Wednesday, October 16, 2013

A haunted house story revisited

Counting down to Halloween -- it's a good time to re-read some of my favorite stories of ghosts and haunted houses. Here's a review I posted to Amazon a few months ago.

By Penny Warner

Event planner Presley Parker is your best girl friend. Settle in with a low-fat blueberry muffin and a double latte and let her tell you what she’s planning, how her love life’s going, and what happened at the killer séance she just produced.

It’s a killer in more ways than one. The client is Jonathan Ellington, a computer magnate who wants to launch his new 4-D holographic projector with a séance at the Winchester Mystery House inSan Jose. He plans to have Sarah Winchester, the long-dead owner, “appear” and endorse his product.

 No problem for Presley, who has loyal colleagues to help her pull off such a stunt. Jonathan brings his own crew to operate his top-secret magic machine.

All goes well until Sarah’s appearance goes off the rails. At first she does fine, “materializing” to deliver her infomercial, but the program has been hacked. Sarah begins to accuse one of the guests of serial adultery and general scuzziness.

End of séance, beginning of mayhem. When the programmer operating the 4-D projector is murdered, Presley and the police turn the area upside down looking for the missing suspect.

Presley and her helpful colleagues are a likeable lot. Her romantic interest is Brad, a crime scene cleanup operator who is handy for picking locks, massaging blood stains out of carpet and hot sex. We have to take the author’s word for the hot sex. This is a family-friendly mystery with suicide, murder and serial adultery all offstage.

The setting is a colorful one and Warner manages to get in some of the history without dragging the story. The Winchester House in San Jose was the property of William Winchester of the Winchester Repeating Arms Company. He died and left his widow a half-interest in the company and a $20 million inheritance. She used the money to build what became known as the Winchester House – 160 rooms haunted by the spirits of Indians who had been killed by her husband’s rifles. She slept in a different room every night so the spirits couldn’t find her.

An unusual feature of a house filled with unusual features is the “listening tube.” It looks like an exposed plumbing pipe on the ceiling but it runs the length of a wall, turns down in one corner and dead-ends halfway to the floor. Originally added so Sarah Winchester could contact her servants, the tubes became her means of listening in on their conversations wherever she happened to be. A listening tube plays an important role in this story.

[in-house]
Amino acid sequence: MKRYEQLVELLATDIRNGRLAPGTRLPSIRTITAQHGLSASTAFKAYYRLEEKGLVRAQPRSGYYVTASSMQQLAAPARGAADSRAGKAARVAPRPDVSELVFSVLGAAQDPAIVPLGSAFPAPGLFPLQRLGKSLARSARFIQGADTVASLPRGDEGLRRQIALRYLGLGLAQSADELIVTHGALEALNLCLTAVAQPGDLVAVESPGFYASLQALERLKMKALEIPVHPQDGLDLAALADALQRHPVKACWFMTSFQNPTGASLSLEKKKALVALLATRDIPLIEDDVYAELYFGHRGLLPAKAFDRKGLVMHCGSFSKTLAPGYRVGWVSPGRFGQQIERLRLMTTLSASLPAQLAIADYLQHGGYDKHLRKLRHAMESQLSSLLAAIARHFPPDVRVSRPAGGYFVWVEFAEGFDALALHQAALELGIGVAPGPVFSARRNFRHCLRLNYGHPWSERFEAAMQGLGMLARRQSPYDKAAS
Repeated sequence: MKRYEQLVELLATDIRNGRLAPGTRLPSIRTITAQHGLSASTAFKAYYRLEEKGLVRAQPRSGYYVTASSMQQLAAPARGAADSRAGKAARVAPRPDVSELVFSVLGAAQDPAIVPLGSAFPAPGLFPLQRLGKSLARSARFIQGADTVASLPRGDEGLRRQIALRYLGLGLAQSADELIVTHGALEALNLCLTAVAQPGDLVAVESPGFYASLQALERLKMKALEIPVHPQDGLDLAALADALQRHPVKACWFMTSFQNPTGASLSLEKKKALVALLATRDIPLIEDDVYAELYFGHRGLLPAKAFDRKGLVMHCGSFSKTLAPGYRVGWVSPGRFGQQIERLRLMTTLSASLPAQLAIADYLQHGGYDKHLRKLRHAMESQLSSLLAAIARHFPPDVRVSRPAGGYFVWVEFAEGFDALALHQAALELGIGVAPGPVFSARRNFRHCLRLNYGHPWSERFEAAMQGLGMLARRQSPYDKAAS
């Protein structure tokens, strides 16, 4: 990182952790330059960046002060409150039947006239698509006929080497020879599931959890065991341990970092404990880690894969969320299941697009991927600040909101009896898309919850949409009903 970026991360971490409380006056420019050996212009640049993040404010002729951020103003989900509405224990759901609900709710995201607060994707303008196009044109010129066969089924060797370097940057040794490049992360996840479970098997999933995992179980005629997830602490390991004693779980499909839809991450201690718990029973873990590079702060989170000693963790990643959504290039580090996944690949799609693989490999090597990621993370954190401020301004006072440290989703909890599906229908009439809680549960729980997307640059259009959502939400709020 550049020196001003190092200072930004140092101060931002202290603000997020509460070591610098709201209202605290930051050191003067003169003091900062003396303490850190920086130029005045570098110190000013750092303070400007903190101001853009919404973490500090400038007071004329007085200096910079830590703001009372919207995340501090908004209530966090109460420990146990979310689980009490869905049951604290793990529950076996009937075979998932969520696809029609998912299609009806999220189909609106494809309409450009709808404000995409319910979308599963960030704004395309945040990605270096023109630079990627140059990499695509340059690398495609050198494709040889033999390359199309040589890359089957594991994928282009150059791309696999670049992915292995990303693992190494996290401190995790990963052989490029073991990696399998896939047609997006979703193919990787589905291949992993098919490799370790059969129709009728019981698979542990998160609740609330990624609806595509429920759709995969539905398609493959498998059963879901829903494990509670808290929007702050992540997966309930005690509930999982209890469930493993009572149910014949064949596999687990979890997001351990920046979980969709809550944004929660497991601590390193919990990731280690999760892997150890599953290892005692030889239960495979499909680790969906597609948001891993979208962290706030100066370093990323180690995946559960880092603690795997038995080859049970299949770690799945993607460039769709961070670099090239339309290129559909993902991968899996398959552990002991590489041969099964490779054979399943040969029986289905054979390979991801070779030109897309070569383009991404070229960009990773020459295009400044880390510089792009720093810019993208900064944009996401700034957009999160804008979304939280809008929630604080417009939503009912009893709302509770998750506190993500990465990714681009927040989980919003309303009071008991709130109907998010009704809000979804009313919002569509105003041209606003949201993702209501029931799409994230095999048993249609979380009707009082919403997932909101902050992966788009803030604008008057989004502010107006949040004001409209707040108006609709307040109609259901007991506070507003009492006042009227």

Just as colorful is the location of Presley’s business on Treasure Island, which sits on a landfill in San Francisco Bay. Built for the 1938-39 Golden Gate Exposition, Pan American Airways launched the China Clipper from Treasure Island, offering the first commercial air service across the Pacific.

HOW TO SURVIVE A KILLER SÉANCE is so “current” even the diseases are trendy: stroke, Alzheimer’s, sexual addiction, ADHD (Attention Deficit Hyperactivity Disorder). Fifty years from now someone could pick up this book and get a word picture of life in the Bay Area as it was in the first decade of the 21st century.

It’s a fun read. The author begins each chapter with a party planning tip. My favorite is Tip #8:
(quote) Once the room is prepared, it’s time to join hands and summon the spirits. Use words like, “Our beloved Spirit, commune with us.” Avoid invoking the wrong spirits by saying things like,
“Yoo-hoo. Anybody there?” or “I’d like to speak to Jack the Ripper.” (end quote)

Tuesday, October 15, 2013

Making my day -- a review of ABSINTHE OF MALICE

Canadian author Lou Allin posted a wonderful review to the DorothyL listserv. My ABSINTHE OF MALICE character -- Penny Mackenzie -- just loves the attention. Here's Lou's review:

Absinthe of Malice: Deliciously Dangerous